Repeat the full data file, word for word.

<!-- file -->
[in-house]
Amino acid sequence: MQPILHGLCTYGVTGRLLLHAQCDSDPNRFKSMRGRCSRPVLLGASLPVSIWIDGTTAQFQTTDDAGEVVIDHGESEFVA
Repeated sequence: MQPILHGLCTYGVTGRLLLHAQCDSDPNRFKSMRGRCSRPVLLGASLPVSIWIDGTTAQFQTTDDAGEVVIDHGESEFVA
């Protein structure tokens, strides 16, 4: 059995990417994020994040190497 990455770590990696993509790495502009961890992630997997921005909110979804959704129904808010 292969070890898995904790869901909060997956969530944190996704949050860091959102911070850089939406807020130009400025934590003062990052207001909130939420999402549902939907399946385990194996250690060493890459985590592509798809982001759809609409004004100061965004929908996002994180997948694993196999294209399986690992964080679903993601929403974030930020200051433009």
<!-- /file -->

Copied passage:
[in-house]
Amino acid sequence: MQPILHGLCTYGVTGRLLLHAQCDSDPNRFKSMRGRCSRPVLLGASLPVSIWIDGTTAQFQTTDDAGEVVIDHGESEFVA
Repeated sequence: MQPILHGLCTYGVTGRLLLHAQCDSDPNRFKSMRGRCSRPVLLGASLPVSIWIDGTTAQFQTTDDAGEVVIDHGESEFVA
């Protein structure tokens, strides 16, 4: 059995990417994020994040190497 990455770590990696993509790495502009961890992630997997921005909110979804959704129904808010 292969070890898995904790869901909060997956969530944190996704949050860091959102911070850089939406807020130009400025934590003062990052207001909130939420999402549902939907399946385990194996250690060493890459985590592509798809982001759809609409004004100061965004929908996002994180997948694993196999294209399986690992964080679903993601929403974030930020200051433009």